Common Name of Genus: Boneset
This perennial herb is an erect plant with branching on the top of the
stem supporting a head of flowers.
Leaves: The leaves are pointed, toothed and found opposite one another. They are also are heavily veined and covered in white hairs with at wrinkled texture. Leaves on opposite sides of stem join together at the base and encircle the stem.
Flowers: Small and white flowers found in large flat clusters. Flower between July and October.
Stem: Robust, erect and covered in white hairs. At the top branches out and forms flower head.
Branching Pattern: Opposite
Height: 2 - 5 feet tall
Conditions/Habitat/Kind of Forest: Wet meadows, marshes and along pond edges. Does not tolerate dry soil very well
Known Wildlife Interactions: In the winter the fruits are a food source for birds and other mammals. While its extensive root system help to prevent soil erosion.
Range: Eastern part of North America from Canada down to northern Florida. It spans west to Texas and Nebraska.
Conservation Status-US/ World Wide: Not threatened in either U.S. or globally.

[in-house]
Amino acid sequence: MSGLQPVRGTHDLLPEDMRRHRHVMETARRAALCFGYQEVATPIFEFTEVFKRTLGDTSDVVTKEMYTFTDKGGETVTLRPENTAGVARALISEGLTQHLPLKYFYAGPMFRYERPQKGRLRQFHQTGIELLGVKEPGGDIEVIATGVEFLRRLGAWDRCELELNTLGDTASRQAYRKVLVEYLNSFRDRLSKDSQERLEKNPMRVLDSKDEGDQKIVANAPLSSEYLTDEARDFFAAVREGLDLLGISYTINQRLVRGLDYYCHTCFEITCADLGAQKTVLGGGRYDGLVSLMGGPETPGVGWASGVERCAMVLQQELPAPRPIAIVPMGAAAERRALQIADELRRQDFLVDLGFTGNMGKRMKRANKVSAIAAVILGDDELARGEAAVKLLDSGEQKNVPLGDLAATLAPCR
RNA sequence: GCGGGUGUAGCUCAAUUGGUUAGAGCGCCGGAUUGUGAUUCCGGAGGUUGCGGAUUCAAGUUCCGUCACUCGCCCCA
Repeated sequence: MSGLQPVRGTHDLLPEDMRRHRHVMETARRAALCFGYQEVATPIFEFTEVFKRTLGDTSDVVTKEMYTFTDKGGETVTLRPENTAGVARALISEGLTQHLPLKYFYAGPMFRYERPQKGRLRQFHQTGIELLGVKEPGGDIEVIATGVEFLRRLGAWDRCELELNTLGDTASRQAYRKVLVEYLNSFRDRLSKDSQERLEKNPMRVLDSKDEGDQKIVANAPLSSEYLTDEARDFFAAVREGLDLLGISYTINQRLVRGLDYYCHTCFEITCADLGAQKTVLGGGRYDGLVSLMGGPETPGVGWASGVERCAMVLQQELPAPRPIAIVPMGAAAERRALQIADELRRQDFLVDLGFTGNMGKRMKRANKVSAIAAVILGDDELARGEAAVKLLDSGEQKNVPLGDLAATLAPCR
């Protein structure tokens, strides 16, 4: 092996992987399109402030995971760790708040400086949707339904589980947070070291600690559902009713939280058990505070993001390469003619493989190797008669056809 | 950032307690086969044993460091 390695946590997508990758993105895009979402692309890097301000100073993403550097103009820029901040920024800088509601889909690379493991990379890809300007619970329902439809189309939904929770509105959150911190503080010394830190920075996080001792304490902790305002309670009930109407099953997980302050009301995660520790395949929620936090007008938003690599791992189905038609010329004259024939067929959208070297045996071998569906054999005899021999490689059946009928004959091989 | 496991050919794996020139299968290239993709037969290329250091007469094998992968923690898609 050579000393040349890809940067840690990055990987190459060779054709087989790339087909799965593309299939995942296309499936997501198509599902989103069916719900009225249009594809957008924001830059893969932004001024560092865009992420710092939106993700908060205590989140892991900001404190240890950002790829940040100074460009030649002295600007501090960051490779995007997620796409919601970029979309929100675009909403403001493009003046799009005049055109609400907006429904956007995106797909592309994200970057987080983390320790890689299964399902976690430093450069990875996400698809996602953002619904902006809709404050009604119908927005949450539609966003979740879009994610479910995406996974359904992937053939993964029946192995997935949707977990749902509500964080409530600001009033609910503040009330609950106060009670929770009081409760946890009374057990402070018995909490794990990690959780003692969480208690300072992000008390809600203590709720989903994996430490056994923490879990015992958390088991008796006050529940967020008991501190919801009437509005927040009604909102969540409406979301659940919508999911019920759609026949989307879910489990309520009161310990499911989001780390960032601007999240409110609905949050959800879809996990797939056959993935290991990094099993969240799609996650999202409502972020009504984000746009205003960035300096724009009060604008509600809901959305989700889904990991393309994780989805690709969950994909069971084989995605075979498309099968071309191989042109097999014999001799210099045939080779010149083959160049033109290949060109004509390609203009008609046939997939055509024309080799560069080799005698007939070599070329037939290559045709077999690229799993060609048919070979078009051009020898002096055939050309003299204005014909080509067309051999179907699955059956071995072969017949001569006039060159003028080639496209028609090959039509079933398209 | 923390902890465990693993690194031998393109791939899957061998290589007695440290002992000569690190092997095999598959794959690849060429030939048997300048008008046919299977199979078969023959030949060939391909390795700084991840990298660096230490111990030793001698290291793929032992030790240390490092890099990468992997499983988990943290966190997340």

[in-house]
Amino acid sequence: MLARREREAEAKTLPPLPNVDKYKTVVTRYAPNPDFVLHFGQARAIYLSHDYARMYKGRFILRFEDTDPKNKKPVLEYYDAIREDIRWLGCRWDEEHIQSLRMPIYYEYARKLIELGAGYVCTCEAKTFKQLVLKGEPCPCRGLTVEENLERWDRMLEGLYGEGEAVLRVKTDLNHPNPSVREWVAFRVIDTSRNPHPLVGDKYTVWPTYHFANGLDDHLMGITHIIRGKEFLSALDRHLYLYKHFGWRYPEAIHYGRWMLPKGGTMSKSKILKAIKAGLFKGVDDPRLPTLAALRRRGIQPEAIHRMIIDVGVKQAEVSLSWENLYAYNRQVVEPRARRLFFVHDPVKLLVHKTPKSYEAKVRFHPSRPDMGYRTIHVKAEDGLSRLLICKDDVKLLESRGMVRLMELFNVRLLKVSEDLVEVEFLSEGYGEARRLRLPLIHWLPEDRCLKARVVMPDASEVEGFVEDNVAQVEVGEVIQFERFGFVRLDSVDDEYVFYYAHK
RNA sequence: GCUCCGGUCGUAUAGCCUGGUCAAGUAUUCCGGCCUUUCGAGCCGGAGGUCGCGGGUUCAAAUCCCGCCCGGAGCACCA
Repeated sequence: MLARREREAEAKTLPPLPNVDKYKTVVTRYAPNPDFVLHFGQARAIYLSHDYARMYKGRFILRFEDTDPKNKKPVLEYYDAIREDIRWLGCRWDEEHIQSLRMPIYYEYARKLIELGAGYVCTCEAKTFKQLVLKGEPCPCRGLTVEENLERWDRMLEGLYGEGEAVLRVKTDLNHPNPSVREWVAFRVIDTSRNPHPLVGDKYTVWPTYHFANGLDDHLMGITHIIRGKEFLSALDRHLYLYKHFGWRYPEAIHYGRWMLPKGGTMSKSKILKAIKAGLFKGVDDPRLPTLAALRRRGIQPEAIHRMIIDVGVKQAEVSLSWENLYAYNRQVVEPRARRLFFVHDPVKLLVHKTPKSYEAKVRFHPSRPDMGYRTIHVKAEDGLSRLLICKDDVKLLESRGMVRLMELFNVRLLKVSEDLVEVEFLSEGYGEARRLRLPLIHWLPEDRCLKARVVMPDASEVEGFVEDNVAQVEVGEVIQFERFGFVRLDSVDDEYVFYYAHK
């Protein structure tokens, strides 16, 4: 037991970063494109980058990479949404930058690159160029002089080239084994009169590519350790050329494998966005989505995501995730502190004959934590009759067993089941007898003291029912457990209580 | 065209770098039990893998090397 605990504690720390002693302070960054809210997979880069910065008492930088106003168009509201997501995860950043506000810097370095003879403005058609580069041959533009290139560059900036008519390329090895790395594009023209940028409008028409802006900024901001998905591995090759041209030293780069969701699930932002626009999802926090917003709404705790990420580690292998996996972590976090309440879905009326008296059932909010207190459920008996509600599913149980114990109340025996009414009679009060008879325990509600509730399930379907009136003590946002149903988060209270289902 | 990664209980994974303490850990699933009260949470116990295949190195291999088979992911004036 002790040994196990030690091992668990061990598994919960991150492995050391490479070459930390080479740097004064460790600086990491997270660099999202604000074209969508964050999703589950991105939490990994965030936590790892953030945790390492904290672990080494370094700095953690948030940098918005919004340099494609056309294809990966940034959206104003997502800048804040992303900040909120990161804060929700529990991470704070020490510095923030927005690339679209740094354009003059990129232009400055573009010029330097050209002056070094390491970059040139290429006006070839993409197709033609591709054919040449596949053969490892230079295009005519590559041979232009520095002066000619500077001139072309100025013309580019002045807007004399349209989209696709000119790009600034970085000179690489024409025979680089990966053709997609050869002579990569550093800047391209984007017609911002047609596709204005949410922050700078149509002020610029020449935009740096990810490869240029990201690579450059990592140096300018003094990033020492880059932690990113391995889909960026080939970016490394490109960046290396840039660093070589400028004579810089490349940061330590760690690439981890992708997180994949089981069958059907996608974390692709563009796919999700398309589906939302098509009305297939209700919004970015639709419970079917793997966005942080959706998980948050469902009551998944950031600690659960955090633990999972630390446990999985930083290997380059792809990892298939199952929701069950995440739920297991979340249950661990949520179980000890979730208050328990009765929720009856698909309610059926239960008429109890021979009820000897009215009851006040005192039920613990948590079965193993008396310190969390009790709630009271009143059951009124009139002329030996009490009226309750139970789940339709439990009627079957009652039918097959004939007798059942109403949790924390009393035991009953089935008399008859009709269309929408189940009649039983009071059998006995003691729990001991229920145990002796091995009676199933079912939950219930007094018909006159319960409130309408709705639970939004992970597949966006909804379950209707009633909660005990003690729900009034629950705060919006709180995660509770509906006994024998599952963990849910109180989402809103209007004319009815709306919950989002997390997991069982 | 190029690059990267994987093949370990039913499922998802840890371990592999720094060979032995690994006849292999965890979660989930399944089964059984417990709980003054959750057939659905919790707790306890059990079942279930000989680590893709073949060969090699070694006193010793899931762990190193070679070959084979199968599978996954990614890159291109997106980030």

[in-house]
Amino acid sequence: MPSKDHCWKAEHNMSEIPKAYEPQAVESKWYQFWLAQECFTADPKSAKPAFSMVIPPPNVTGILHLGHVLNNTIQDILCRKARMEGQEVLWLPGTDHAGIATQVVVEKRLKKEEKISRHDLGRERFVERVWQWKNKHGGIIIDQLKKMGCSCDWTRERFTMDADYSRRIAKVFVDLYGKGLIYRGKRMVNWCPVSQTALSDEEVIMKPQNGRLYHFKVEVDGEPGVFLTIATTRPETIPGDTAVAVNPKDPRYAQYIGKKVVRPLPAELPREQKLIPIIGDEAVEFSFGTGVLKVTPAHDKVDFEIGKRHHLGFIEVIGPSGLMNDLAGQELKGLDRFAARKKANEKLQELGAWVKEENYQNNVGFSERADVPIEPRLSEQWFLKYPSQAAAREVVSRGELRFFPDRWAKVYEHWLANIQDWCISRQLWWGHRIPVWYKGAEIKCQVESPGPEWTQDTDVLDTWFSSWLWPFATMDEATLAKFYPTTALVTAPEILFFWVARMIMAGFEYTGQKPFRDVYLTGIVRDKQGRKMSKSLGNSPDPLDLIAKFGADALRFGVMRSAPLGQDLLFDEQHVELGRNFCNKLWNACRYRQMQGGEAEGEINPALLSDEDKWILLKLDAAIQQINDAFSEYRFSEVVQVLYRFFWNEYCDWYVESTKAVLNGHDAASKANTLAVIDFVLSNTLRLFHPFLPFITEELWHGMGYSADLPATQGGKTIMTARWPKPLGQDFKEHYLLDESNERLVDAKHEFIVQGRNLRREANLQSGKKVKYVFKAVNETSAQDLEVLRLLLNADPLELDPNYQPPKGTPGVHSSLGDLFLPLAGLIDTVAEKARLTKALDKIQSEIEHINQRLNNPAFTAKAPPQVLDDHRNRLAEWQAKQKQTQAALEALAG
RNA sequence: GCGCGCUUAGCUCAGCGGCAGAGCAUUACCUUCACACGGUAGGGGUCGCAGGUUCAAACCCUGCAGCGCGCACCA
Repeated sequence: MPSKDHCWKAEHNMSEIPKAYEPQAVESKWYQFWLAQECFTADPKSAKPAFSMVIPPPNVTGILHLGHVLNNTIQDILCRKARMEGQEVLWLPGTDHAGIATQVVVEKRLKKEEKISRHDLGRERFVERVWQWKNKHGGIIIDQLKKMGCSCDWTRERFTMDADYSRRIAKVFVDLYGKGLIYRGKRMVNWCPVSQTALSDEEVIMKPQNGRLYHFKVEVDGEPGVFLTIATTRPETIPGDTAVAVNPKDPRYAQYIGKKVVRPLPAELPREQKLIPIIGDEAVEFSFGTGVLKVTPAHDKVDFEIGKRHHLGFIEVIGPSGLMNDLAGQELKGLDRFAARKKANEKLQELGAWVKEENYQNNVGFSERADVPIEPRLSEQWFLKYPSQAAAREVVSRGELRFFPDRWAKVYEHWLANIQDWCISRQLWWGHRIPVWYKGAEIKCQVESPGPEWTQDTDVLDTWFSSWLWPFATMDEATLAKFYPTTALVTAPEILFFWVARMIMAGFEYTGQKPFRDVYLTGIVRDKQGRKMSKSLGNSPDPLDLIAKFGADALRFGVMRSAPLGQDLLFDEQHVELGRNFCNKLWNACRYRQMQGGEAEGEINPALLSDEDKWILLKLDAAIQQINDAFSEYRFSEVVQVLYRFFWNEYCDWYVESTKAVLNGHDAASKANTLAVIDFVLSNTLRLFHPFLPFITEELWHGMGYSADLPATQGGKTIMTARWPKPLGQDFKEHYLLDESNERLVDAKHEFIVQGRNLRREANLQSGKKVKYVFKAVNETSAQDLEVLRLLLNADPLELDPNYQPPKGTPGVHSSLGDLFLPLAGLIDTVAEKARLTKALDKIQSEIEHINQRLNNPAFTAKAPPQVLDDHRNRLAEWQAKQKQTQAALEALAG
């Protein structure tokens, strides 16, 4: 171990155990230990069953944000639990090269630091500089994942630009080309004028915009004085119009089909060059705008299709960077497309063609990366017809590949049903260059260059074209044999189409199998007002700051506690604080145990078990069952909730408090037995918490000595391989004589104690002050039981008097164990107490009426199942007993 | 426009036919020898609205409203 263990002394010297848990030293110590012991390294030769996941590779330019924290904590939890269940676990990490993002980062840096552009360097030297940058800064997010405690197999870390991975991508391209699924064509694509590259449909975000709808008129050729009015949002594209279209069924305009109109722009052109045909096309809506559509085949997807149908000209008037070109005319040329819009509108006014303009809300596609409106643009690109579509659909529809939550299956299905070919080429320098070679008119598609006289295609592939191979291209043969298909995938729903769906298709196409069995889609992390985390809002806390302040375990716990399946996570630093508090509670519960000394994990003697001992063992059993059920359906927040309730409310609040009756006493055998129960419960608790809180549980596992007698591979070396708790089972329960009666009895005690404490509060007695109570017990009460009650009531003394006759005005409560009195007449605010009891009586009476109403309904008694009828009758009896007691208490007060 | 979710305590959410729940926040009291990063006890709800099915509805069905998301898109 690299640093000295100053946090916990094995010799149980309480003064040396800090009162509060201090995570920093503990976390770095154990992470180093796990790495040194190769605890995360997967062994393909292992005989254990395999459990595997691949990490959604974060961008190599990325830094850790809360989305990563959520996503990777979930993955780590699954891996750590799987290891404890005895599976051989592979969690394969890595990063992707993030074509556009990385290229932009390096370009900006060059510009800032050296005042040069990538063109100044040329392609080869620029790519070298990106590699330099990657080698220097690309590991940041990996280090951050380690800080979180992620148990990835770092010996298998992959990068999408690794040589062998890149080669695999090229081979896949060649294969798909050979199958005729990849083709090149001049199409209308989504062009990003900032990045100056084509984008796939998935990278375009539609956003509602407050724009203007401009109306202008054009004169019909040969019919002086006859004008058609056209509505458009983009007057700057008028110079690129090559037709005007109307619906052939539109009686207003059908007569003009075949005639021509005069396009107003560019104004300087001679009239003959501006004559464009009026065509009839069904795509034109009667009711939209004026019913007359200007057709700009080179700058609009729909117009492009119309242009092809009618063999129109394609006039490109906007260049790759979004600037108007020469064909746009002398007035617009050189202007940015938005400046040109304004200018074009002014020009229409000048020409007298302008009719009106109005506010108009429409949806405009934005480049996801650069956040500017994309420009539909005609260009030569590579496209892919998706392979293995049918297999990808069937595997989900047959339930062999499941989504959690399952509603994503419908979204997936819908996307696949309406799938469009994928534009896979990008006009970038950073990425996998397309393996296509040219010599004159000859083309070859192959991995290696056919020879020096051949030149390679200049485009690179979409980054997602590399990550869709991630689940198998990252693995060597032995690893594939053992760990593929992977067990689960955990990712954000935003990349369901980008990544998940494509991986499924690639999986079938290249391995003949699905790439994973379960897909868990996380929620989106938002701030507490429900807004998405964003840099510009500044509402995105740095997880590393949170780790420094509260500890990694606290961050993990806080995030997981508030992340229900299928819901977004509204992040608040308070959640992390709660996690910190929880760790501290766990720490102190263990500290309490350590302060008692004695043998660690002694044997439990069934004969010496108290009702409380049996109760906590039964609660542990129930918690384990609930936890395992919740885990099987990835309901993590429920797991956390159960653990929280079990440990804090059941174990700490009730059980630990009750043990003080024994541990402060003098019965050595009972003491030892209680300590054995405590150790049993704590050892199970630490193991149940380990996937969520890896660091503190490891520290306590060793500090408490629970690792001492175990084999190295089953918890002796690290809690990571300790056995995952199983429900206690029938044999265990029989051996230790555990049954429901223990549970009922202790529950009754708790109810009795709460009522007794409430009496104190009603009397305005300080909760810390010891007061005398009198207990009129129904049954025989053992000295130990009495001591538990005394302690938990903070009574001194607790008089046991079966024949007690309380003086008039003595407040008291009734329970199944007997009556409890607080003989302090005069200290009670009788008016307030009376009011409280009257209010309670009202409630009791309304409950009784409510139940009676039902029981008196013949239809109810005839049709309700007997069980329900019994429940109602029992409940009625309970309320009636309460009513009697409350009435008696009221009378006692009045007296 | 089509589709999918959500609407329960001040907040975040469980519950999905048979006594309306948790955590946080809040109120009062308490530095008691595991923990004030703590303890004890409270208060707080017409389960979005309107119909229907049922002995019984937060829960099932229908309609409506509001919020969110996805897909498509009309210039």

Uses (Human): In the 19th century, it was used in hot teas to help cure arthritis, gout, epilepsy, sore throats and colds.
Redington, Charles B. Plants in Wetlands. Redington Field Guides. 1994. pg 162
Aquatic and Wetland Vascular Plants of the Northern Great Plains. February 23, 2005. Northern Prairie Wildlife Research Center. Accessed: January 20, 2006. <http://www.npwrc.usgs.gov/resource/othrdata/plntguid/species/polysagi.htm>
Connecticut Wildflowers. January 20, 2006. Connecticut Botanical Society. Accessed: January 20, 2006. <http://www.ct-botanical-society.org/galleries/polygonumsagi.html>
The Pennsylvania Flora Project. Botany Department, Morris Arboretum of the University of Pennsylvania. Accessed: January 20, 2006. <http://www.paflora.org>
IUCN Red List of Threatened Species <http://www.iucnredlist.org>
This page was created by: A Coiro,
Photos by: L. Rosenberg, edited by N. Smith
Last updated 04/24/06